This week three years ago, the iconic Lou Reed passed away. To pay tribute to the Man, here is a Top 5 of our Favorite Lou Reed tunes.
- Caroline Says
2. Pale Blue Eyes
3. Sweet Jane
4. Romeo Had Juliette
5. The Kids
Pretty decent bar band for Pappy and Harriet’s last night. In one of the cooler shows of the year, Paul McCartney played in front of 300 people at Pappy & Harriet’s Pioneertown Palace. From the clips below it looked awesome. Must be a blast for Paul and the band to go from an audience of 60,000 to 300. Looks like everyone had a blast, really cool.
Here is what Pappy & Harriet’s looks like when a Beatle is not playing
And when a Beatle shows up
American music icon Bob Dylan is now a Nobel Laureate.
The folk songwriter won the 2016 Nobel Prize in Literature “for having created new poetic expressions within the great American song tradition,” the committee announced Thursday.
The last American to win the international literature award was novelist Toni Morrison in 1993.
A long time coming for the best America has to offer.
The Back Of The Crowd ’90s revival has officially jumped the shark.
After a year spent catching the 20th anniversary tours of seminal albums by Manic Street Preachers, The Bluetones, Kula Shaker and catching up with The Stone Roses twice in Manchester and New York we’ve finally got round to seeing…Chris Helme.
Who? Well, ’90s music trivia fans and die-hard Roses aficionados (like me, sadly) will tell you that Helme was the shaggy haired frontman of John Squire’s short-lived post-Roses project The Seahorses.
The band was hugely popular in the late 90s (mostly because of Squire), but critically derided for their naff lyrics (mostly Squire’s) and slight whiff of inauthenticity.
Former busker Helme was recruited straight from the streets, and he was thrown onstage with a couple of pub musicians – hardly a match for the streetwise cool of Brown, Mani and Reni.
However, The Seahorses’ failings weren’t Helme’s fault so his low key acoustic set at Glasgow’s Record Factory was greeted with goodwill and few expectations.
Squire’s guitar playing on their only completed album Do It Yourself was outstanding in its own right, but it was a bit too showy and suffocated the rest of the music – not that you would be desperate to tune in to most of Squire’s horrid lyrics about strap-ons, discount Weetabix and interstellar police cars.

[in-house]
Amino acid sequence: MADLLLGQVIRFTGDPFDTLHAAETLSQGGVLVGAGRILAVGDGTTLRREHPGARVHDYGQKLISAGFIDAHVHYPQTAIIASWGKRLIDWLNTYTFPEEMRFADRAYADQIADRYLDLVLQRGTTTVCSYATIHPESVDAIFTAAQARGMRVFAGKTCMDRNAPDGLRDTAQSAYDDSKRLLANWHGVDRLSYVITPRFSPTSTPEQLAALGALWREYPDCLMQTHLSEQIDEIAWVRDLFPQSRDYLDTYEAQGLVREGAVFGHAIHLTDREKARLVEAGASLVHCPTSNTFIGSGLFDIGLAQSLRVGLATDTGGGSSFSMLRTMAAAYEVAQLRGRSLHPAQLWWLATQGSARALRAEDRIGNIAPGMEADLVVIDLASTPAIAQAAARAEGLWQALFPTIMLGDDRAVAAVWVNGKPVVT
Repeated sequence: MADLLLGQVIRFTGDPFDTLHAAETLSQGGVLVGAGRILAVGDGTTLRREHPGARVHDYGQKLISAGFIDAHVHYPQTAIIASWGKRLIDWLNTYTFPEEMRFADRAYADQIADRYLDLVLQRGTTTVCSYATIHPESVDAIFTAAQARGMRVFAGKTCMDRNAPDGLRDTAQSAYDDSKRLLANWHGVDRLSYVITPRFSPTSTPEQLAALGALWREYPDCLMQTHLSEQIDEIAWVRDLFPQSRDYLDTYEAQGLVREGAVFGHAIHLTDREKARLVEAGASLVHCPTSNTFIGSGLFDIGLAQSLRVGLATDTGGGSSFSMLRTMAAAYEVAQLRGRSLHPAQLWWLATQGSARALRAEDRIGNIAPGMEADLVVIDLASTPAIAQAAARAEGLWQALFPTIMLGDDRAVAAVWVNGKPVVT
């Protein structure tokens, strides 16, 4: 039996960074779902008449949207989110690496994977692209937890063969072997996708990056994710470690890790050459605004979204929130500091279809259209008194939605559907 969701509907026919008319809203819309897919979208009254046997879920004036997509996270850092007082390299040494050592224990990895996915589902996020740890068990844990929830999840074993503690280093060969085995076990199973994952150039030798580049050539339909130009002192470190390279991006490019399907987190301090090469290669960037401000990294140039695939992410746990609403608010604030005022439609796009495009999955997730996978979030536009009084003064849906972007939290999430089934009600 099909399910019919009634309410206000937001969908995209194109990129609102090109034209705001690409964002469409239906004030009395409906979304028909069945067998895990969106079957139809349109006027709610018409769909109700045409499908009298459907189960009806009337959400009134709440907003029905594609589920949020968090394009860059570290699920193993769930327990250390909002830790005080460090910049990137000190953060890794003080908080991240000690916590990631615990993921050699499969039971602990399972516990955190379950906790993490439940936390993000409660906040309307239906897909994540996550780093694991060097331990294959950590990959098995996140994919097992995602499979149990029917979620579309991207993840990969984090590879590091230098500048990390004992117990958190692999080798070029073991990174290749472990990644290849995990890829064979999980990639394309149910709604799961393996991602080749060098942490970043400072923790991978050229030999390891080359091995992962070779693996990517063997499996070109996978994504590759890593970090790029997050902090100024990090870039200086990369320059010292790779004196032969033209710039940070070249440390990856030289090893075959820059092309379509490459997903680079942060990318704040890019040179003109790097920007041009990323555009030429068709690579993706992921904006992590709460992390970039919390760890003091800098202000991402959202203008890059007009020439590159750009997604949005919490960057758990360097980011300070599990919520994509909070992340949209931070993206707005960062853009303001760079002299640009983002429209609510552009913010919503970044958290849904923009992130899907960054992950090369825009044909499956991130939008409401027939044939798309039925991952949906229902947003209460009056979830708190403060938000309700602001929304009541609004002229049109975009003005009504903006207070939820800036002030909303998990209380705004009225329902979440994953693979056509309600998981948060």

Tellingly, the best songs on the album were Helme’s and they still stand the test of time 20 years on.
He opened in Glasgow with DIY’s closer Hello, a simple little ditty which wasn’t too despoiled by Squire’s fretwanking on the album and sounds even better stripped down to just an acoustic.
A loud cheer goes up when he begins playing one of his lesser known (or rather, completely unknown) post-Seahorses songs and Helme must have thought he had found his next single until it emerged that Scotland had just equalised in the World Cup qualifier being shown at the back of the pub.
The crowd gamely sang along to the ‘Horses final standalone single You Can Talk To Me, another Helme track with hints of Paul Simon, and he recalls The Seahorses “greatest ever gig” at Glasgow’s Barrowlands.
Helme later played one of Squire’s more accomplished lyrical efforts Boy In The Picture, before holding his nose for the Seahorses naff debut single Love Is The Law.
“You’ll need to clap through the intro cos I can’t play it,” he said, gamely trying to emulate the Zeppelinesque riff on his acoustic guitar.
“I had to Google ‘dogfish egg case’ when John wrote this,” he added with a wince and a shrug.
He closed with Blinded By The Sun, by far Helme’s best song both lyrically and musically. It’s not quite as epic without the bluesy intro but the acoustic version has some interesting flourishes and a more bombastic vocal.
For an encore, he does a note perfect rendition of The Doors Five To One, giving a hint of what The Seahorses could’ve become if Squire had loosened his grip on the band, turned down his Les Paul and let Helme off the leash.
But with Squire now limbering up for another round of Roses stadium gigs in 2017 (hopefully, finally, with a new album), I wouldn’t hold out much hope of a Seahorses reunion!